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    Maya Fuhr’s gritty portraits of men and women came crashing into our world a few months ago, resulting in is featuring her messy bedroom series which went on to be one of our most successful articles this year – fact! We couldn’t wait to find out which books inspire someone whose work is so closely connected to fashion, pop culture and contemporary youth, and her fantastic selection has not disappointed. Here she is…

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    If you don’t know what Haw-Lin is then go home later, make a hot chocolate, turn the lights off, go to their website, lean back and scccrrroooolllllll. Haw-Lin is a meticulously curated selection of some of the finest images in the world, ever. Largely based around pop culture, vintage babes and Michael Jordan, the website also offers images as doorways to some of the best art, design and sartorial picks the web has to offer.

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    We love Nat Russell over here at It’s Nice That. If you haven’t seen it before, Nat’s body of work is made up of fantastical paintings, prints and illustrations that are pretty hilarious on the surface, but are actually infused with a really strong sense of loyalty and love that is so rare in so many people’s work. It’s fascinating to have a peek into his shelves, and to see the corrrelation between his literary habits and the work that he creates. Welcome to Nat Russell’s incredibly dedicated fan-base, you’re going to like it here.

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    What an honour this is! This week we have Jeff Hamada, founder of Booooooom, one of the most inspirational art and design blogs out there. As well as running this absolute mothership of a creative resource, Jeff also creates his own spectacular artwork,including some really great murals which you can see over on his site. One of the great things about seeing Jeff’s top five books is thinking about how it all intertwines.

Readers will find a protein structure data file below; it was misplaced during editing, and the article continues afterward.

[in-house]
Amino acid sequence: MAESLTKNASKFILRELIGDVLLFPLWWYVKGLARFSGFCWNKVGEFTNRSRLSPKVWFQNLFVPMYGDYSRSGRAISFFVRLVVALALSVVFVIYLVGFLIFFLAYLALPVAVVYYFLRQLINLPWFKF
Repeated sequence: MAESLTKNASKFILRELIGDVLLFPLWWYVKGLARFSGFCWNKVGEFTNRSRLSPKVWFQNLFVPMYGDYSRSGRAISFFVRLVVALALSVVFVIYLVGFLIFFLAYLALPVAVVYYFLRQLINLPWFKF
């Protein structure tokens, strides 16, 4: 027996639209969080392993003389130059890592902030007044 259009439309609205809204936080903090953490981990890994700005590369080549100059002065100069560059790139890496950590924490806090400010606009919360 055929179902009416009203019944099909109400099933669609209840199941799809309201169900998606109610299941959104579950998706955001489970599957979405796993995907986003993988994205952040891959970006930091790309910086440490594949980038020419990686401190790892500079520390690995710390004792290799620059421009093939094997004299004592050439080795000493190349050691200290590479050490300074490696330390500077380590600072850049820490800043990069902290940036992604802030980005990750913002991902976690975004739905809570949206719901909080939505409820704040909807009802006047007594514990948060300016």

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    Meet the man behind the very well-designed pages of Dazed and Confused magazine, Claude d’Avoine. Claude is renowned not just for being one of the most stylish men on Old Street but also part of the Brighton talent-gang that burst on to the creative scene a few years back along with Suzi Kemp, Tom Edwards, Lydia Garnett, the list goes on…Claude, who has worked for such big dogs as BOB Design and Colors magazine, now spends his days as a designer at Dazed and Confused. His very neat, colour coded(!) bookshelf is an absolute treat. Read on…

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    What a selection! It is written in blood on the It’s Nice That Rules and Regulations list that the chosen one for Bookshelf must choose five books and five books only, but Julia’s gone and picked seven like it’s no big thing. That’s fine by us though, as her selection includes a Buffy the Vampire Slayer study guide and the Rookie yearbook – two titles you’d be mad not to purchase off Amazon immediately. Julia is an animator and once warmed our hearts with this First Crush animation. She’s now living it up in Brooklyn being all creative and great. Here’s her top seven titles…

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    If you haven’t yet seen Anton Alvare’s spectacular thread-wrapped furniture, you’re in for a treat. With the typical RCA-graduate mix of staggering intelligence and creativity in one go, Anton now spends his time constructing incredible furniture utilising machines that he designs and builds himself. Not bad, eh? His bookshelf is, unsurprisingly, an incredibly enjoyable read. Until, of course, you reach the bit about the limited edition Misaki Kawai book, then you just find yourself wondering how best to break an enter into his home.

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    Ever seen Anna Lomax’s creations? If you want to see some of the most exuberant, fun-infused set design you’ll maybe ever set your eyes on, you should check it out. Anna’s enthusiastic, colourful work has caught the attention of brands such as Topshop and Selfridges, and has made her the go-to girl for fantastically art directed music videos for the likes of Toddla T. So what’s on her bookshelf? Confetti? Ribbons? Sellotape? Probably, yes. But also some magnificent books…